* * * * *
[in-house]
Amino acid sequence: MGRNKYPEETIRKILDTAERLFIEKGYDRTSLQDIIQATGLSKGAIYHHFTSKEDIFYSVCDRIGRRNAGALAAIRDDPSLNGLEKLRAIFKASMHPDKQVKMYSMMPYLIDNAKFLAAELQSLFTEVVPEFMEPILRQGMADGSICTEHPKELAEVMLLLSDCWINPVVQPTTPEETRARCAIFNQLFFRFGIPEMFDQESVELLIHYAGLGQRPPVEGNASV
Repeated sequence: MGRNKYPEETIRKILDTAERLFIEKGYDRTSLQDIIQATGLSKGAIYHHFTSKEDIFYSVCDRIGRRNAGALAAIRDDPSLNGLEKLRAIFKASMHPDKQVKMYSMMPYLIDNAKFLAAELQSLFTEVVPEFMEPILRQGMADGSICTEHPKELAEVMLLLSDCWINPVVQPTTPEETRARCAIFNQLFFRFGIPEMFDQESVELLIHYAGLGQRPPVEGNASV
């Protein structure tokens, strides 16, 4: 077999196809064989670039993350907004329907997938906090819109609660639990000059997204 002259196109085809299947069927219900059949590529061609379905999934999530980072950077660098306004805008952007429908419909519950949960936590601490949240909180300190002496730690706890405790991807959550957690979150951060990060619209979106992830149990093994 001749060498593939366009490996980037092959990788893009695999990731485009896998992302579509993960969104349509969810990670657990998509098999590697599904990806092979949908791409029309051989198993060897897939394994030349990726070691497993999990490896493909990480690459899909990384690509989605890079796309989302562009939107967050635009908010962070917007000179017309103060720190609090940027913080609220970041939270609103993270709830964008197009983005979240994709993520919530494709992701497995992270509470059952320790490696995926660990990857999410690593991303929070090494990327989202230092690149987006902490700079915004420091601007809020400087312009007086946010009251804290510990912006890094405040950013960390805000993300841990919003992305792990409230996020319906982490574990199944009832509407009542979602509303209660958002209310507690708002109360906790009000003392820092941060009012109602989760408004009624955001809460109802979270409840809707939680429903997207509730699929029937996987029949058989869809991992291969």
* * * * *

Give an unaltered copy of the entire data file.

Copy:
[in-house]
Amino acid sequence: MGRNKYPEETIRKILDTAERLFIEKGYDRTSLQDIIQATGLSKGAIYHHFTSKEDIFYSVCDRIGRRNAGALAAIRDDPSLNGLEKLRAIFKASMHPDKQVKMYSMMPYLIDNAKFLAAELQSLFTEVVPEFMEPILRQGMADGSICTEHPKELAEVMLLLSDCWINPVVQPTTPEETRARCAIFNQLFFRFGIPEMFDQESVELLIHYAGLGQRPPVEGNASV
Repeated sequence: MGRNKYPEETIRKILDTAERLFIEKGYDRTSLQDIIQATGLSKGAIYHHFTSKEDIFYSVCDRIGRRNAGALAAIRDDPSLNGLEKLRAIFKASMHPDKQVKMYSMMPYLIDNAKFLAAELQSLFTEVVPEFMEPILRQGMADGSICTEHPKELAEVMLLLSDCWINPVVQPTTPEETRARCAIFNQLFFRFGIPEMFDQESVELLIHYAGLGQRPPVEGNASV
């Protein structure tokens, strides 16, 4: 077999196809064989670039993350907004329907997938906090819109609660639990000059997204 002259196109085809299947069927219900059949590529061609379905999934999530980072950077660098306004805008952007429908419909519950949960936590601490949240909180300190002496730690706890405790991807959550957690979150951060990060619209979106992830149990093994 001749060498593939366009490996980037092959990788893009695999990731485009896998992302579509993960969104349509969810990670657990998509098999590697599904990806092979949908791409029309051989198993060897897939394994030349990726070691497993999990490896493909990480690459899909990384690509989605890079796309989302562009939107967050635009908010962070917007000179017309103060720190609090940027913080609220970041939270609103993270709830964008197009983005979240994709993520919530494709992701497995992270509470059952320790490696995926660990990857999410690593991303929070090494990327989202230092690149987006902490700079915004420091601007809020400087312009007086946010009251804290510990912006890094405040950013960390805000993300841990919003992305792990409230996020319906982490574990199944009832509407009542979602509303209660958002209310507690708002109360906790009000003392820092941060009012109602989760408004009624955001809460109802979270409840809707939680429903997207509730699929029937996987029949058989869809991992291969």